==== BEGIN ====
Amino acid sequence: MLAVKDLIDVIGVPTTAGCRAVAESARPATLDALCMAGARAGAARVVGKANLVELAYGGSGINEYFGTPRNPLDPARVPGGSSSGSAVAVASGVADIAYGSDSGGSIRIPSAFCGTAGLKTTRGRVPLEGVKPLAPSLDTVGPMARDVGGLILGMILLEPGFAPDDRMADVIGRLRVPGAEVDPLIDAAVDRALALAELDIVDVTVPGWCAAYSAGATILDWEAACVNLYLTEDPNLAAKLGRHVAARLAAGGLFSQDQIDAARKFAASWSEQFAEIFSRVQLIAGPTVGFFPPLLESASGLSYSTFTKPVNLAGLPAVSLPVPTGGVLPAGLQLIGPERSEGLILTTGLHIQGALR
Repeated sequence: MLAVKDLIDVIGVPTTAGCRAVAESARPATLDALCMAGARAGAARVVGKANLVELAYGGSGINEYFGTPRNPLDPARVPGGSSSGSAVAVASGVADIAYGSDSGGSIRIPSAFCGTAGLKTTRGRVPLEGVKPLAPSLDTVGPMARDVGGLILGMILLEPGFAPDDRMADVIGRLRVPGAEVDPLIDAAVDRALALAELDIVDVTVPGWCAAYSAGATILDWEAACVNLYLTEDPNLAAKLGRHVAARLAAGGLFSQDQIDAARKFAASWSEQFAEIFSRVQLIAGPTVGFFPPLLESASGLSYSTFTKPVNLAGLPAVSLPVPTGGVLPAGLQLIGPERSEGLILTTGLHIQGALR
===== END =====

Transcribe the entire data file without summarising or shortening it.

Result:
Amino acid sequence: MLAVKDLIDVIGVPTTAGCRAVAESARPATLDALCMAGARAGAARVVGKANLVELAYGGSGINEYFGTPRNPLDPARVPGGSSSGSAVAVASGVADIAYGSDSGGSIRIPSAFCGTAGLKTTRGRVPLEGVKPLAPSLDTVGPMARDVGGLILGMILLEPGFAPDDRMADVIGRLRVPGAEVDPLIDAAVDRALALAELDIVDVTVPGWCAAYSAGATILDWEAACVNLYLTEDPNLAAKLGRHVAARLAAGGLFSQDQIDAARKFAASWSEQFAEIFSRVQLIAGPTVGFFPPLLESASGLSYSTFTKPVNLAGLPAVSLPVPTGGVLPAGLQLIGPERSEGLILTTGLHIQGALR
Repeated sequence: MLAVKDLIDVIGVPTTAGCRAVAESARPATLDALCMAGARAGAARVVGKANLVELAYGGSGINEYFGTPRNPLDPARVPGGSSSGSAVAVASGVADIAYGSDSGGSIRIPSAFCGTAGLKTTRGRVPLEGVKPLAPSLDTVGPMARDVGGLILGMILLEPGFAPDDRMADVIGRLRVPGAEVDPLIDAAVDRALALAELDIVDVTVPGWCAAYSAGATILDWEAACVNLYLTEDPNLAAKLGRHVAARLAAGGLFSQDQIDAARKFAASWSEQFAEIFSRVQLIAGPTVGFFPPLLESASGLSYSTFTKPVNLAGLPAVSLPVPTGGVLPAGLQLIGPERSEGLILTTGLHIQGALR